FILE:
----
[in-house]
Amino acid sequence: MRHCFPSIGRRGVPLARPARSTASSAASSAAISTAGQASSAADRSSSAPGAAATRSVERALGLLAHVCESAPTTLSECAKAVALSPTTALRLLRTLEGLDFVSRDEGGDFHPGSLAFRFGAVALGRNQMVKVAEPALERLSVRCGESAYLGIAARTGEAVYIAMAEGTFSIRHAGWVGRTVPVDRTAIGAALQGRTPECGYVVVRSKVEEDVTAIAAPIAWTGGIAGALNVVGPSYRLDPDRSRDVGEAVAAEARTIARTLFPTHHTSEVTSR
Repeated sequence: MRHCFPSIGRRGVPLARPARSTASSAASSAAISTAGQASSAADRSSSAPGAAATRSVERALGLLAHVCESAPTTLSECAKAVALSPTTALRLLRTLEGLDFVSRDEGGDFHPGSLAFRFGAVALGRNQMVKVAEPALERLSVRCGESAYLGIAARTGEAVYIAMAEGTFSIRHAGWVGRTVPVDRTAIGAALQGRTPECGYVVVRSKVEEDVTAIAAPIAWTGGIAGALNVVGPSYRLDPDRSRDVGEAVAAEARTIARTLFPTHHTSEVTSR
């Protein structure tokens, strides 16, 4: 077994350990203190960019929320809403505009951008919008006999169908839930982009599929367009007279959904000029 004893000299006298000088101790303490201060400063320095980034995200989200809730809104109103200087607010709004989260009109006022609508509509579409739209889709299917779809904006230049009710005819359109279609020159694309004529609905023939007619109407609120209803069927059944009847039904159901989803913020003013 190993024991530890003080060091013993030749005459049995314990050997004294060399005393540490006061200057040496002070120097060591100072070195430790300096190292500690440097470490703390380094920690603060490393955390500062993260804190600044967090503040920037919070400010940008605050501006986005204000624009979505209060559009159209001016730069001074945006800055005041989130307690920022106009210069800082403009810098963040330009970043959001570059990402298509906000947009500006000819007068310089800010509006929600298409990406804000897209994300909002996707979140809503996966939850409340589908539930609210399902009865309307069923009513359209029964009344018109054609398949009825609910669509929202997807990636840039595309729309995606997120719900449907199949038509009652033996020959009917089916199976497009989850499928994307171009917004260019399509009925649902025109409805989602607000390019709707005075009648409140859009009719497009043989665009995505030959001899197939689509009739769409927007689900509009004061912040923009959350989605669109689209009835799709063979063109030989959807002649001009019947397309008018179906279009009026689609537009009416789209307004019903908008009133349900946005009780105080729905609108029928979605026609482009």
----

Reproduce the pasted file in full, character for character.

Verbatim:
[in-house]
Amino acid sequence: MRHCFPSIGRRGVPLARPARSTASSAASSAAISTAGQASSAADRSSSAPGAAATRSVERALGLLAHVCESAPTTLSECAKAVALSPTTALRLLRTLEGLDFVSRDEGGDFHPGSLAFRFGAVALGRNQMVKVAEPALERLSVRCGESAYLGIAARTGEAVYIAMAEGTFSIRHAGWVGRTVPVDRTAIGAALQGRTPECGYVVVRSKVEEDVTAIAAPIAWTGGIAGALNVVGPSYRLDPDRSRDVGEAVAAEARTIARTLFPTHHTSEVTSR
Repeated sequence: MRHCFPSIGRRGVPLARPARSTASSAASSAAISTAGQASSAADRSSSAPGAAATRSVERALGLLAHVCESAPTTLSECAKAVALSPTTALRLLRTLEGLDFVSRDEGGDFHPGSLAFRFGAVALGRNQMVKVAEPALERLSVRCGESAYLGIAARTGEAVYIAMAEGTFSIRHAGWVGRTVPVDRTAIGAALQGRTPECGYVVVRSKVEEDVTAIAAPIAWTGGIAGALNVVGPSYRLDPDRSRDVGEAVAAEARTIARTLFPTHHTSEVTSR
């Protein structure tokens, strides 16, 4: 077994350990203190960019929320809403505009951008919008006999169908839930982009599929367009007279959904000029 004893000299006298000088101790303490201060400063320095980034995200989200809730809104109103200087607010709004989260009109006022609508509509579409739209889709299917779809904006230049009710005819359109279609020159694309004529609905023939007619109407609120209803069927059944009847039904159901989803913020003013 190993024991530890003080060091013993030749005459049995314990050997004294060399005393540490006061200057040496002070120097060591100072070195430790300096190292500690440097470490703390380094920690603060490393955390500062993260804190600044967090503040920037919070400010940008605050501006986005204000624009979505209060559009159209001016730069001074945006800055005041989130307690920022106009210069800082403009810098963040330009970043959001570059990402298509906000947009500006000819007068310089800010509006929600298409990406804000897209994300909002996707979140809503996966939850409340589908539930609210399902009865309307069923009513359209029964009344018109054609398949009825609910669509929202997807990636840039595309729309995606997120719900449907199949038509009652033996020959009917089916199976497009989850499928994307171009917004260019399509009925649902025109409805989602607000390019709707005075009648409140859009009719497009043989665009995505030959001899197939689509009739769409927007689900509009004061912040923009959350989605669109689209009835799709063979063109030989959807002649001009019947397309008018179906279009009026689609537009009416789209307004019903908008009133349900946005009780105080729905609108029928979605026609482009």